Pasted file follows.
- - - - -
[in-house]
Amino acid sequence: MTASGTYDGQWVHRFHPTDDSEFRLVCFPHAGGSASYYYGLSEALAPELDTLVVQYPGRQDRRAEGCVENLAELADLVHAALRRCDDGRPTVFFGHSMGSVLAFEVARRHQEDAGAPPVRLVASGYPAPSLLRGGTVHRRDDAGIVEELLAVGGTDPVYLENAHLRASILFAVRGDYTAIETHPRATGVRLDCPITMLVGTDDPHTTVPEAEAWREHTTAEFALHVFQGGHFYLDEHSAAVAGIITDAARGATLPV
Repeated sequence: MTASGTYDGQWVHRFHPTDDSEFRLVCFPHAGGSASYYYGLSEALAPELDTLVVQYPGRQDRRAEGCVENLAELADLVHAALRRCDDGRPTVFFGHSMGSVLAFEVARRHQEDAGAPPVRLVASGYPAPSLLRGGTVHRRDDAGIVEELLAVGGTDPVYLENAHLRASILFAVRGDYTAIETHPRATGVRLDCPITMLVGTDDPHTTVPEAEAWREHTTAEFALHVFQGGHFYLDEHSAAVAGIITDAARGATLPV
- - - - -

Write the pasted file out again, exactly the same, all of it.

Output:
[in-house]
Amino acid sequence: MTASGTYDGQWVHRFHPTDDSEFRLVCFPHAGGSASYYYGLSEALAPELDTLVVQYPGRQDRRAEGCVENLAELADLVHAALRRCDDGRPTVFFGHSMGSVLAFEVARRHQEDAGAPPVRLVASGYPAPSLLRGGTVHRRDDAGIVEELLAVGGTDPVYLENAHLRASILFAVRGDYTAIETHPRATGVRLDCPITMLVGTDDPHTTVPEAEAWREHTTAEFALHVFQGGHFYLDEHSAAVAGIITDAARGATLPV
Repeated sequence: MTASGTYDGQWVHRFHPTDDSEFRLVCFPHAGGSASYYYGLSEALAPELDTLVVQYPGRQDRRAEGCVENLAELADLVHAALRRCDDGRPTVFFGHSMGSVLAFEVARRHQEDAGAPPVRLVASGYPAPSLLRGGTVHRRDDAGIVEELLAVGGTDPVYLENAHLRASILFAVRGDYTAIETHPRATGVRLDCPITMLVGTDDPHTTVPEAEAWREHTTAEFALHVFQGGHFYLDEHSAAVAGIITDAARGATLPV